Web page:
‘One Good Dog’ was good, ‘Two Good Dogs’ is better

0
Two Good Dogs By Susan Wilson. —Omar Chapa

Island resident Susan Wilson has established a preeminent place among authors of dog books, a genre with breathtaking growth over the past decade. She has penned four novels over the past seven years with canines as central characters, including “One Good Dog” in 2010, which put her on the New York Times bestseller list.

Her fifth book, published this month, is “Two Good Dogs,” featuring the further adventures of Adam March and his pooch, Chance, stars of “One Good Dog.” The sequel is a wide-ranging novel incorporating a number of social issues that are front and center today.

Writing about dogs and their people has a long history. Jack London and Jim Kjelgaard were standard-bearers in the 20th century. Now writers like Garth Stein, Jon Katz, and Ms. Wilson lead the way. Writing that genre well can be tricky, because the audience is informed. You are writing about a subject that your readers know and love. You can write a spy thriller or a crime novel and maybe get by, since most of us aren’t spies or criminals. But dogs? We know ’em and we love ’em, and when presented with books about dogs who can talk or are private detectives, we’re thinking, “Not so much.”

Ms. Wilson allows dogs to be dogs as we experience them. She also has a talent for creating canine characters that make us think, “Ahh, so that’s why Fido does that.” She captures the relational aspect of our life with dogs.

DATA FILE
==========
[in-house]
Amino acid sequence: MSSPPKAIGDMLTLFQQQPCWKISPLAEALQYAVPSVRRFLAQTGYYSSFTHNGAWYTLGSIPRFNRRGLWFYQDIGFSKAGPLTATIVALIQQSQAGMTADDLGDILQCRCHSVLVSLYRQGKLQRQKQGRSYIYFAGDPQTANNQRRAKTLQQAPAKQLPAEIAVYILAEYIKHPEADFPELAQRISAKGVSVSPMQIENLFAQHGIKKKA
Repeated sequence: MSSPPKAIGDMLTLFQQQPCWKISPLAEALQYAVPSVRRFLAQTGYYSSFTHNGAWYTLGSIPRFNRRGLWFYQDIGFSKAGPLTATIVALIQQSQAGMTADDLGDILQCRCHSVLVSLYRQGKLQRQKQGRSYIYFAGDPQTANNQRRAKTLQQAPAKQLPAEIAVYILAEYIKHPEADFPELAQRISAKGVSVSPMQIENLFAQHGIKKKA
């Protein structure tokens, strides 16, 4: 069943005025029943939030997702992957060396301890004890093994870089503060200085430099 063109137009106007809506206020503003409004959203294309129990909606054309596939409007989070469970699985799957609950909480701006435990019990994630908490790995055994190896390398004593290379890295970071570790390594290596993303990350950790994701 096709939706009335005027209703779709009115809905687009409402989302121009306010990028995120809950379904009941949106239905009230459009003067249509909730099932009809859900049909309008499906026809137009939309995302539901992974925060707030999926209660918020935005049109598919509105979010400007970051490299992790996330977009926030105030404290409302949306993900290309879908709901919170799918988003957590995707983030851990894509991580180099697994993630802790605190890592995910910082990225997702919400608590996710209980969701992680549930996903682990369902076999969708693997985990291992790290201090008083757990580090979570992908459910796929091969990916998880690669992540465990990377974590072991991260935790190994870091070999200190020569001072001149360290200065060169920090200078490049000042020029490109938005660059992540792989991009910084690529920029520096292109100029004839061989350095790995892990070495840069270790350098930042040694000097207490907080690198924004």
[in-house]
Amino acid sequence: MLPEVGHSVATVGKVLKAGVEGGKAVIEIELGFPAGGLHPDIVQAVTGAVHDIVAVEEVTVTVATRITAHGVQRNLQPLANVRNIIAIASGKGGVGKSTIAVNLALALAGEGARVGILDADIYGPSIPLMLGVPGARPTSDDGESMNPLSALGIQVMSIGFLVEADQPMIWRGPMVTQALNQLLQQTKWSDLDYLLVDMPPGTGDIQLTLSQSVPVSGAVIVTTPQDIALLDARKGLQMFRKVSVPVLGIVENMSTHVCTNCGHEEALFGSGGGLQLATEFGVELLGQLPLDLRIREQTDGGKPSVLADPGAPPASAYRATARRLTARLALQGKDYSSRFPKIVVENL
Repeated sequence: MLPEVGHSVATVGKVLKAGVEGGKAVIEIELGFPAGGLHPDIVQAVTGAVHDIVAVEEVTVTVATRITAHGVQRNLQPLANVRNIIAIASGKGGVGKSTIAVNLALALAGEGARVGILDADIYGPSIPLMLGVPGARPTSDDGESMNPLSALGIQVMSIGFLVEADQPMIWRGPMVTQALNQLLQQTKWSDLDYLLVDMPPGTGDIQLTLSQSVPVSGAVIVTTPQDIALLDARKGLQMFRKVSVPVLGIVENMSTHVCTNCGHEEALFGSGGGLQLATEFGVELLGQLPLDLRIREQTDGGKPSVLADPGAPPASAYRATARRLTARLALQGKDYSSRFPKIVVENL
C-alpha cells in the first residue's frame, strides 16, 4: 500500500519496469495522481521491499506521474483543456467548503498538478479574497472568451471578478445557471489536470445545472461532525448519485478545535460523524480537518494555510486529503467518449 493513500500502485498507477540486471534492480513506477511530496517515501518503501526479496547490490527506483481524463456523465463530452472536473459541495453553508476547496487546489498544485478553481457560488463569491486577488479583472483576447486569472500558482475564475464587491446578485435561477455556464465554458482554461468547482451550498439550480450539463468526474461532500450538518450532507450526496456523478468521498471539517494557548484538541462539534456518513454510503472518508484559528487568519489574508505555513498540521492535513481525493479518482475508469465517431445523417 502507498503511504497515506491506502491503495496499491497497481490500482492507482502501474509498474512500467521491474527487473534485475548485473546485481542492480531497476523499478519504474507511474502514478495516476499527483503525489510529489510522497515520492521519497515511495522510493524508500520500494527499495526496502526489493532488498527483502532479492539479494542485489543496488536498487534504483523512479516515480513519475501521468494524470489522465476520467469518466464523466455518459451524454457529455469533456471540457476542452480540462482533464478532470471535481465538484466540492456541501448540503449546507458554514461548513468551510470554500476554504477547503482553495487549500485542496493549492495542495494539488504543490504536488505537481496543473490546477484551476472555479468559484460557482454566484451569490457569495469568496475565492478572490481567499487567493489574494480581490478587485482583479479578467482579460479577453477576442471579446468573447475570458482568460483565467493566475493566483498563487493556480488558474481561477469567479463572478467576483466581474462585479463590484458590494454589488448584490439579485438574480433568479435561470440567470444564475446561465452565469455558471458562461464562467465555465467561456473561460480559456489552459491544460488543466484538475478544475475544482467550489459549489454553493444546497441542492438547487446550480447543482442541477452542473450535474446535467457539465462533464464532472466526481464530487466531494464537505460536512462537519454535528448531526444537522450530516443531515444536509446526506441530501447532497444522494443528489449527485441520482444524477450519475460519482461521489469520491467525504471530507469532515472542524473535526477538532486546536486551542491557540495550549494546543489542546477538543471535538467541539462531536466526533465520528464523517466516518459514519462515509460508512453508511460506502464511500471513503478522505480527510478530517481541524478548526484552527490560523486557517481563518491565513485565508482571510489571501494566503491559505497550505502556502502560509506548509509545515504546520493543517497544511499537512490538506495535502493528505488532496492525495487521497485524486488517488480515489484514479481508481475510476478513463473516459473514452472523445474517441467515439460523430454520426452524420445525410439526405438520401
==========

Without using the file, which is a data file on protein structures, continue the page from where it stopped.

In “Two Good Dogs,” we pick up the trail of Adam March, the protagonist of “One Good Dog,” and Chance, his scarred-up pit bull mix. The two met originally on a rundown street in a seedy Boston neighborhood at a time when both were licking their wounds. Chance’s wounds came from his former owner fighting him in pit bull rings. Adam’s wounds were self-inflicted. His obsession with career, success, and money imploded in a sea of legal woes, leaving him broke and in a new, judge-mandated career, working at a soup kitchen as part of a sentence to community service in lieu of jail time.

Adam is now a fundraising consultant for nonprofits, and his work has taken him to the Berkshires region in western Massachusetts, where a wrong turn and a snowstorm deposit Adam and Chance at the door of a small, very old hotel in its first year of ownership by Skye Mitchell. Ms. Mitchell took her 14-year-old daughter Cody from seedy city life to a fresh start in the Berkshires in a business venture that is on life support.

Things get interesting as several plotlines emerge. First, Adam is grieving the loss of his wife a year earlier. Cody’s dad, from whom Skye was divorced a decade earlier, was murdered in a drug-related street shooting. also in the previous year.

Now 14-year-olds are generally challenging, but Cody also has a dangerous secret related to her dad’s death that makes her more than a handful. She is isolating in an attempt to protect herself and her mom from her dad’s killer. If you’ve raised teenagers, you’ll identify with Skye’s efforts to connect with her daughter, perceptively written by a woman who’s raised teenagers.

One night Chance hears the voice of a dog in trouble, and leads his people to an abandoned house where they find Mingo, a young man who has OD’ed, and his dog, another scarred pit bull. Adam resolves to save the dog from the fighting life, and as the story unfolds, Adam and the Mitchells take on Mingo’s attempts to rehab his life. This story offers insights into the teen drug culture and the culture of school bullying.

Ms. Wilson has published nine books. She is a facile writer who incorporates topical subjects in her plots and keeps it real. You will identify with these people and root for them. You will also understand why we love dogs as we do. They are all about unconditional love, and you can’t beat that.

“Two Good Dogs,” a novel by Susan Wilson from St. Martin’s Press, © 2017 by Susan Wilson. Paperback, $26.99. Available at Bunch of Grapes bookstore, online, and at Island libraries.